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Meghan & Dr. Avena: A Candid Conversation in Honor of Infertility Awareness Month

Meghan & Dr. Avena: A Candid Conversation in Honor of Infertility Awareness Month

June is World Infertility Awareness Month, highlighting infertility issues faced by people around the world each year. There is a misconception that infertility affects only a small part of the population, but as many as 48.5 million couples experience some form of infertility. This is an issue that is close to our hearts at White Leaf, as Meghan suffered from secondary infertility and recurrent miscarriages for almost ten years, following the birth of her first son, Keegan. 

To help spread awareness and provide a beam of hope to those currently going through this difficult journey, we teamed up with Dr. Nicole Avena, our in-house nutrition expert who has a very similar story to Meghan. Dr. Nicole is a research neuroscientist and thought leader in the field of diet during pregnancy and baby, toddler and childhood nutrition.

She is an Associate Professor of Neuroscience at Mount Sinai Health System and a Visiting Professor of Health Psychology at Princeton University. Dr. Avena works with us to help educate and provide a leading expert opinion on why buying regenerative is one of the best choices you can make for your family’s overall wellbeing, setting the stage for a vibrant, healthy life. We love her book What To Eat When You Want to Get Pregnant, a science-based 4-Week nutrition program to boost fertility, based on the latest research.

Read on for a vulnerable conversation between Meghan & Dr. Nicole on their experiences and the power of speaking your needs and leaning on the support of community.

  1. What was your experience with secondary infertility?

Dr. Nicole: I knew I had PCOS because when we decided to start trying to get pregnant with our first daughter. The doctor first discovered this and suggested I start metformin (a drug that can help to support a healthy pregnancy in women with PCOS). So, I started taking it and got pregnant, no problem! When we decided we were ready to start trying for our second child, it didn't go so easily. I was taking metformin, but this time I wasn't getting pregnant.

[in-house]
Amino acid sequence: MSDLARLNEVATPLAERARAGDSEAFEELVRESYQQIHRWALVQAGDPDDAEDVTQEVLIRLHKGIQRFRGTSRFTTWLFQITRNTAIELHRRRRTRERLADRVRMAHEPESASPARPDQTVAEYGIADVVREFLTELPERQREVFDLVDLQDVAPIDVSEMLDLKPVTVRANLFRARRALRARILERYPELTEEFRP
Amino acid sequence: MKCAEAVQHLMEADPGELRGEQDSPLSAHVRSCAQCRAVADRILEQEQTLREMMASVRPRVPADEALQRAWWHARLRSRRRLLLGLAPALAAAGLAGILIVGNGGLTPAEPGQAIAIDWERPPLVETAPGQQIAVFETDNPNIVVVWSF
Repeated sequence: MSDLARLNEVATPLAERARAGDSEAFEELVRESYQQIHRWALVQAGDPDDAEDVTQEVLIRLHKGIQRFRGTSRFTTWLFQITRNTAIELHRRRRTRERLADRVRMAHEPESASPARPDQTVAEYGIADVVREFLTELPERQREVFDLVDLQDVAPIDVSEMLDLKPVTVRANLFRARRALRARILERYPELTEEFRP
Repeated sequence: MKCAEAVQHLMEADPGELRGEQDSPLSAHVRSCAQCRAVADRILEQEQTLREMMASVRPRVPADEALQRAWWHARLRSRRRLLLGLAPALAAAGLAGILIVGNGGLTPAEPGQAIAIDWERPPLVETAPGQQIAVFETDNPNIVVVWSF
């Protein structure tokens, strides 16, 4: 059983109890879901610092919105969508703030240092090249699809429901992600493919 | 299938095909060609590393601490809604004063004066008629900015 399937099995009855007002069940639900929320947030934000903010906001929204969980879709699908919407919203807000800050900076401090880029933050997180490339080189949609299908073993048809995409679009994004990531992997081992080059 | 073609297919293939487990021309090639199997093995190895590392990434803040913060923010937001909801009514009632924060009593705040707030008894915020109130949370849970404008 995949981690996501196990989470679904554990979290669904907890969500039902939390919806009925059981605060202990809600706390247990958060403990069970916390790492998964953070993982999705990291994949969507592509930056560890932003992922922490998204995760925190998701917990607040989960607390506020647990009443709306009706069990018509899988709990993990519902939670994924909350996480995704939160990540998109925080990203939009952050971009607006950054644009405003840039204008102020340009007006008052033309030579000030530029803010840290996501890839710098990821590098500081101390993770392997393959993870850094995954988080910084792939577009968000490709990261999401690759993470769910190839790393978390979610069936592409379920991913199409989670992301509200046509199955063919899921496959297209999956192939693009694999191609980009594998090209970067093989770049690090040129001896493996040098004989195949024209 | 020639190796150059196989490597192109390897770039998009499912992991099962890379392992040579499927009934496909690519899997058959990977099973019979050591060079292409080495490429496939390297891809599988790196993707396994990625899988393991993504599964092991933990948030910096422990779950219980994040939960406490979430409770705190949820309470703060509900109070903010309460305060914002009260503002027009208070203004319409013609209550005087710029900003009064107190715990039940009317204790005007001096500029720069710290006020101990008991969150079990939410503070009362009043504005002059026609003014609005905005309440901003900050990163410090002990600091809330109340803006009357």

We started to see a reproductive endocrinologist, and started fertility treatment. I had 2 miscarriages, and then an ectopic pregnancy (that ultimately ended in a miscarriage) that broke me.  We had a big trip planned to take our daughter, who was 5 at this point, to Disney, for the very first time, when the ectopic pregnancy happened. Ectopic pregnancy can be dangerous, and sometimes, like in my case, can take several weeks of medication before it is "over.”

I didn't want to let my daughter--who was so excited for this trip--down--so I convinced my doc to let me travel from NJ to FL and we agreed to check in via telemed. I was the saddest woman at Disney, the happiest place on earth, and I had to simultaneously grieve this loss while trying to be happy for my daughter having the best time living her 5-year-old princess dreams. 

Meghan: I feel saddened that Nicole went through this as well as I see many similarities to our stories. I had an initial miscarriage before Keegan, our first son, and luckily had a doctor that knew to test why exactly that miscarriage happened, a true root seeker scientist. It was determined that I lacked progesterone, so when we got pregnant with Keegan, she immediately put me on progesterone to assist in carrying Keegan to term.

We thought we would have no problem getting pregnant with a second child. However, we had an issue: We had moved to another state and had to go through THREE OBGYNs before one would “allow” me to take progesterone. Fast forward 3.5 years and we would suffer 4 more miscarriages between then and conceiving Cameron.  

  1. Ultimately, you did have a second child! What do you credit to this? 

Dr. Nicole: God. Nature. Both? As a scientist, I believe in nature and science, but I also believe in God.  After our last experience, I told my husband I was happy with having our daughter and didn't want to pursue any more fertility treatments. I didn't want to miss out on the joy of the child I definitely had, while yearning for the additional ones I thought we would have. She was now almost 7, so we got rid of  all of the baby stuff we were saving "for the next.” And as soon as I had really felt like I had made peace with this, I got pregnant.

Meghan: SAME! God, nature, and science, as we finally were able to put me on progesterone for Cameron. It’s also worth mentioning that I had weathered an exhausting journey as a new mother suffering from postpartum depression (PPD) and anxiety. I really feel that my past trauma with Keegan, from a very difficult birth experience to the almost year long battle with PPD, made it so that I subconsciously was terrified to have another baby. This most likely contributed to our inability to conceive in the years that followed. Who would want to repeat that level of emotional distress? I began to pull myself out of the darkness when I opened up to Keith about my struggles, and found a wonderful therapist who specialized in PPD.

  1. You mentioned in hindsight you may have also experienced PPD/A. What makes you think so?

Dr. Nicole: With my first daughter, I felt like I didn't know what to do. I felt like I wasn't doing anything correctly. I felt like I didn't know how to manage my time. This was not like me, as I am usually very organized and confident in my abilities. I was being really hard on myself--to be some version of a "perfect mom/wife/neuroscience professor" that I had constructed in my mind that would be my new identity. I thought things would fall into place once we got used to our new routine, but they didn't. I was feeling guilty if I was working, and then felt like I was damaging my career (that I worked so hard to build) when I wasn't working.